Singer-songwriters tend to wear their hearts on their sleeves in their art. Excerpts from a dramatic love story, pensive scenes from everyday life, and social critique alike serve them as the well from whose depths they drag their innermost secrets to passionately and publicly perform the existential problems that keep them awake at night—or something like that. But what if what is performed isn’t true after all?
The Australian artist Carla dal Forno put together a list of eight songs for V/A, which are exactly this: invented, fabulated, imagined. Dal Forno herself is a prolific musician. Over the past decade she was a member of F Ingers, Mole House, and Tarcar, and since 2016 she has been releasing music on her own, mixing elements of wave, indie pop, and dub. What is striking about her music is that the intimate songs are often recorded and produced in such a way that it seems as if the artist is sitting next to you and whispering in your ear. But beware: dal Forno’s songs, as a track from her latest album Come Around shows, are not always true either.
The list of fabulated songs below is part of our current thematic cluster and represents the year’s final contribution.
1. Lewsberg – “Cold Light of Day”
These guys make Velvet Underground-esque art rock, but the lyrics tap into a more contemporary zeitgeist. On “Cold Light of Day” the singer asks us to question our reality: “What you see and what you really see / What is real what is almost real.” It feels very purposeful; however, the chorus creates a rather resigned: “Up and away in the cold light of day, up and away.” It simultaneously describes the stress of anxiety and letting go of it!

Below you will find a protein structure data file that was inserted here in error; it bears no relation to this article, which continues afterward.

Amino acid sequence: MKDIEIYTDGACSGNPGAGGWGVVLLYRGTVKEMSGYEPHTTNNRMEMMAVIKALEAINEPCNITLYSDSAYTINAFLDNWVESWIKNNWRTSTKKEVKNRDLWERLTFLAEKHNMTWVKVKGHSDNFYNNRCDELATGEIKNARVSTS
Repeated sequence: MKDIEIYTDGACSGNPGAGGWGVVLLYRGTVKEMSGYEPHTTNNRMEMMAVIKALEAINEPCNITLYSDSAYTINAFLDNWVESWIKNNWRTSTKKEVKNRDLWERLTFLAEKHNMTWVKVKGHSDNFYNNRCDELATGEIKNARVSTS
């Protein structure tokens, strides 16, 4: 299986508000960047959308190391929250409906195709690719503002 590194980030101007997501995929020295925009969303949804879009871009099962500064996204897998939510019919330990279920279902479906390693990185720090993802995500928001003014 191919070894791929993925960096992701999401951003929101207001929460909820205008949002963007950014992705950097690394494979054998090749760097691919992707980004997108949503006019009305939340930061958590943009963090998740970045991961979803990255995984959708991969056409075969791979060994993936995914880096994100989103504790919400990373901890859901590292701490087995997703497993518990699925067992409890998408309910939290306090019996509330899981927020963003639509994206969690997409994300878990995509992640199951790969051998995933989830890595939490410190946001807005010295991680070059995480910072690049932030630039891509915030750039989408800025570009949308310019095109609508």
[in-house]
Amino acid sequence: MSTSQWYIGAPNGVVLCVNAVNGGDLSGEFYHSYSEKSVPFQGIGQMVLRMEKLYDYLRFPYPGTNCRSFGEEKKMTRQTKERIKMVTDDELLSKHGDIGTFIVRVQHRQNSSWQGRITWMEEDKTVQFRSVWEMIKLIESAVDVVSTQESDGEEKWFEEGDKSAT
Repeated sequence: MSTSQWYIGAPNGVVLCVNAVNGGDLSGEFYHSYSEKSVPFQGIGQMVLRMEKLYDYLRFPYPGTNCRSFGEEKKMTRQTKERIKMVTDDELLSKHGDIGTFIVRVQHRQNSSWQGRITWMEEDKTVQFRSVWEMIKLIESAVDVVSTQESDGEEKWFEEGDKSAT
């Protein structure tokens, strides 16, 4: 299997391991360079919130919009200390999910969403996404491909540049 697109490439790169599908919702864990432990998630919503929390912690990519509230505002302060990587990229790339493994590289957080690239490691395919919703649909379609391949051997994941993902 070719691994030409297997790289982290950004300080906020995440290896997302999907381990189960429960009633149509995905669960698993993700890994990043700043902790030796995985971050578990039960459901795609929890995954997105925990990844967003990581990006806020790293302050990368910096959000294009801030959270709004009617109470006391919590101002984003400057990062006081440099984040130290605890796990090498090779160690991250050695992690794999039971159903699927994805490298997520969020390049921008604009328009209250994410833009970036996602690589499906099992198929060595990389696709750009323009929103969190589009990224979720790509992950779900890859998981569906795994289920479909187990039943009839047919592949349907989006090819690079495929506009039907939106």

2. Lolina – “Fake City, Real City”
As one half of the trickster duo Hype Williams, Inga Copeland (aka Lolina) has a long history of asking us to question prevailing narratives. In this release from 2018 the tracks appear to link up thematically, telling the story of a detective in foggy London… or perhaps not. In “Fake City, Real City” more specifically, the music jolts and twitches along, intriguing or bewildering the listener. Both the lyrics and the production have an unsettling effect. “Let the money bleed out and see what’s left outstanding,” she sings, while also reminding us that “there’s not much under the surface.” Lolina appears to be asking us to question our assumptions about the place she is describing; is it MI6 in another dimension? As the song continues to fragment the narrative, it becomes a brilliant example of how disquieting music can be extremely enjoyable and thought-provoking at the same time.
3. Officer! – “Life at the Water’s Edge”
Mick Hobbs, who writes and records as Officer!, begins this track by explaining to the audience that this song is “the sad and imaginary story of my upbringing.” What follows is a terrible story of a childhood spent by the dockside with a wicked mother and father who regularly beat and abuse him. This message is offset by the fun, melodic track that pulls the narrative along. It is easy to just enjoy the sounds; however, a closer listen reveals that this completely fabricated story is more compelling than some lyricist’s diaristic endeavors. It reminds the listener of times both past and present when underprivileged children are left to fend for themselves in a world that has no safety net. In the end one is reminded that many children have “such a very hard life,” and Mick Hobbs’s ability to make this observation is perhaps more touching because of the humor deployed in the song’s production.
4. Itchy Bugger – “Good For Nothing Man”